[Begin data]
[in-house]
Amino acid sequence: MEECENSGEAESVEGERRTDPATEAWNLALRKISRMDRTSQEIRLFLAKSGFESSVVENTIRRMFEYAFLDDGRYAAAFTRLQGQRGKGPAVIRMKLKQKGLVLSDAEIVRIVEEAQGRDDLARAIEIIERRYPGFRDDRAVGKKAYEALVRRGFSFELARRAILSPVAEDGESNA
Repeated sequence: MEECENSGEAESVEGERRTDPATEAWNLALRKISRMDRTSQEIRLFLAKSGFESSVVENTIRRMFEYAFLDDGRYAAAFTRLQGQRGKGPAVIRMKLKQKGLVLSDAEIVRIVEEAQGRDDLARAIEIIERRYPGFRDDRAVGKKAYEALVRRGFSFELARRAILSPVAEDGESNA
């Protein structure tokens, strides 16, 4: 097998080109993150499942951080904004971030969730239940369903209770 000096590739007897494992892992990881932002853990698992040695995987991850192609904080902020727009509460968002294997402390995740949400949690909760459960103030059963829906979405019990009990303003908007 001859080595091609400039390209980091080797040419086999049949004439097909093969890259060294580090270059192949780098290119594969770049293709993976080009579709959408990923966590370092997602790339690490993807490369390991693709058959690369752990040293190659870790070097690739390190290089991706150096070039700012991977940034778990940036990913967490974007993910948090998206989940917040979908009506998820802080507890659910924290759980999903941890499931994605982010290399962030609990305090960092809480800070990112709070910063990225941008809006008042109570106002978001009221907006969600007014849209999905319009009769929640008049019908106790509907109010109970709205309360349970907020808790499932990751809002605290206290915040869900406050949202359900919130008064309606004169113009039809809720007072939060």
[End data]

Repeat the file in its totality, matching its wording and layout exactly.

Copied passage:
[in-house]
Amino acid sequence: MEECENSGEAESVEGERRTDPATEAWNLALRKISRMDRTSQEIRLFLAKSGFESSVVENTIRRMFEYAFLDDGRYAAAFTRLQGQRGKGPAVIRMKLKQKGLVLSDAEIVRIVEEAQGRDDLARAIEIIERRYPGFRDDRAVGKKAYEALVRRGFSFELARRAILSPVAEDGESNA
Repeated sequence: MEECENSGEAESVEGERRTDPATEAWNLALRKISRMDRTSQEIRLFLAKSGFESSVVENTIRRMFEYAFLDDGRYAAAFTRLQGQRGKGPAVIRMKLKQKGLVLSDAEIVRIVEEAQGRDDLARAIEIIERRYPGFRDDRAVGKKAYEALVRRGFSFELARRAILSPVAEDGESNA
């Protein structure tokens, strides 16, 4: 097998080109993150499942951080904004971030969730239940369903209770 000096590739007897494992892992990881932002853990698992040695995987991850192609904080902020727009509460968002294997402390995740949400949690909760459960103030059963829906979405019990009990303003908007 001859080595091609400039390209980091080797040419086999049949004439097909093969890259060294580090270059192949780098290119594969770049293709993976080009579709959408990923966590370092997602790339690490993807490369390991693709058959690369752990040293190659870790070097690739390190290089991706150096070039700012991977940034778990940036990913967490974007993910948090998206989940917040979908009506998820802080507890659910924290759980999903941890499931994605982010290399962030609990305090960092809480800070990112709070910063990225941008809006008042109570106002978001009221907006969600007014849209999905319009009769929640008049019908106790509907109010109970709205309360349970907020808790499932990751809002605290206290915040869900406050949202359900919130008064309606004169113009039809809720007072939060």